“It was critical,” Clark said. “It went well. The proof will be, ‘Can you keep all the players doing what they’re supposed to do all the way to ’17?’ Did we sign the right guys? Did we hold on to them? Did they make their grades?
“Our guys did such a good job of finding players. Going to June and where we are now, it was like it was a lifetime ago. From being shut down, from going from no football to a Top 50-60 class — we need to keep everything positive. It’s exciting. But it’s going to finally get (closer). We’re going to look up, and it’s going to be summer (2017).”
Which beats the pants off of where they were 12 months ago, a program on the block, kids and coaches tossed to the wind. Even Clark considered his options. Who wouldn’t?
“You have a good year, especially given what the expectation was, and then all of a sudden (the shuttering announcement) happens,” the coach recalled. “It took me a while to kind of get my bearing. I wasn’t ready (to jump). I’ve been an assistant and I’ve been a head coach for a number of years. I said, ‘Do I want to be a coordinator at an SEC school or do I want to be a head coach?’
“I was (asking), ‘Am I really committed to this place?’ And I (was). And that kind of answered that question for me. But yeah, you wouldn’t be human if you weren’t tempted.”
Fragments are still scattered about the lawn, but the frame is finally taking shape again. Having stared at the brink, the Blazers reassessed. And retrenched. The first infrastructure question was answered with a new 46,000-square foot practice-field-and-football-ops building in the works. The second would be a makeover — or replacement — of old Legion Field.
You’re not in the arms race if you’re not building something, somewhere, and the beeps of backing trucks has the locals excited again. Plus, it gives Clark something to sell to families and boosters beyond a 2017 schedule magnet.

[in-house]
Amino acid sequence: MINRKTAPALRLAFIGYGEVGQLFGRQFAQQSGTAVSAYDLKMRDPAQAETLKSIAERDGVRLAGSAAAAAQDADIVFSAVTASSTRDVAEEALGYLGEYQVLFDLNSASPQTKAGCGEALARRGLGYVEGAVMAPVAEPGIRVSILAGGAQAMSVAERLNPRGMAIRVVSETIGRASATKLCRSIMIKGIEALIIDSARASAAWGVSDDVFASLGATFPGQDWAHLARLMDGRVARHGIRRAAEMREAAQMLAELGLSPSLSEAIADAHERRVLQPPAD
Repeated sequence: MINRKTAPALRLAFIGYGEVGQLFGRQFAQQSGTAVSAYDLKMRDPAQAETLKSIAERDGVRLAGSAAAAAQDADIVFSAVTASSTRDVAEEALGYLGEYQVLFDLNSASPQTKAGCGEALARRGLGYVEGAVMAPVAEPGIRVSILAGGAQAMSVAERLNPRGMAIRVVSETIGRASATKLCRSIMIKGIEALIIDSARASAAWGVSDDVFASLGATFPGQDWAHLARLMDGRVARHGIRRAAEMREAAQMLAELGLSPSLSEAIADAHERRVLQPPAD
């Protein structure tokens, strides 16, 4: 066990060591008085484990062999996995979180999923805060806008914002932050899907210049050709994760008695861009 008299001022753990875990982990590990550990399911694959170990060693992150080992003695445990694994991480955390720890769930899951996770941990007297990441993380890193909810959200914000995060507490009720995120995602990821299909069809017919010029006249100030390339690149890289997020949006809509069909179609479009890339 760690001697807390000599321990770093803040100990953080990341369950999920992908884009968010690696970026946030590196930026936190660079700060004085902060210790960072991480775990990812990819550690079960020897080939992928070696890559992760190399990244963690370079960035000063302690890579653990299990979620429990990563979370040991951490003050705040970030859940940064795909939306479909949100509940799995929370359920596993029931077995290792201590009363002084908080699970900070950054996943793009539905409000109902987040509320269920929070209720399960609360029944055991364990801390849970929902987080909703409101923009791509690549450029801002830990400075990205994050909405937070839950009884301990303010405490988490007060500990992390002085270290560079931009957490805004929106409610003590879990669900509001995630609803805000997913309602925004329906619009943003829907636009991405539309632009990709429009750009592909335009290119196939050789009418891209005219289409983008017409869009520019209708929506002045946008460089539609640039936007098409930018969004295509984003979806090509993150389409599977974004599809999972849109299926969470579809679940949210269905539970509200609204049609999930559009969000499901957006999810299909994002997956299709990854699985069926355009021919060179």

“Let’s be honest, this recruiting gets pretty nasty sometimes,” Clark said. “Sometimes, we were fighting against, ‘Well, are they really (playing)? Well, this could happen, that could happen.’ Once we got past that, everybody saw where we were headed, that made it so much easier.
“It’s been satisfying. It has been really (fun) just to see a lot of things come to fruition, like the things that were wrong here (before). And, of course, we’ve got a lot of work to do.”
Clark has walked this road before, sort of, as the first defensive coordinator at South Alabama when the Jaguars launched football from scratch in 2009 — eventually transitioning to the FBS in the fall of 2012.
“So there are a lot of similarities,” the coach said. “We had no history there and we’ve got a ton of history here. But even with all the similarities … when we were going to the FBS, we did it in five years. (Here), we’re doing it in two.”
So he seizes each day, starting at 4 a.m.-ish, relishing the moment. A little carpe in one hand, a cup of coffee in the other.
“I’m usually up waiting in the parking lot for Dunkin’ Donuts to get open,” Clark cracked. “I’m usually asleep by 11 p.m. I usually can go to sleep. I just can’t stay asleep.”
A new dawn beckons. Even better for the Blazers, tomorrow does, too.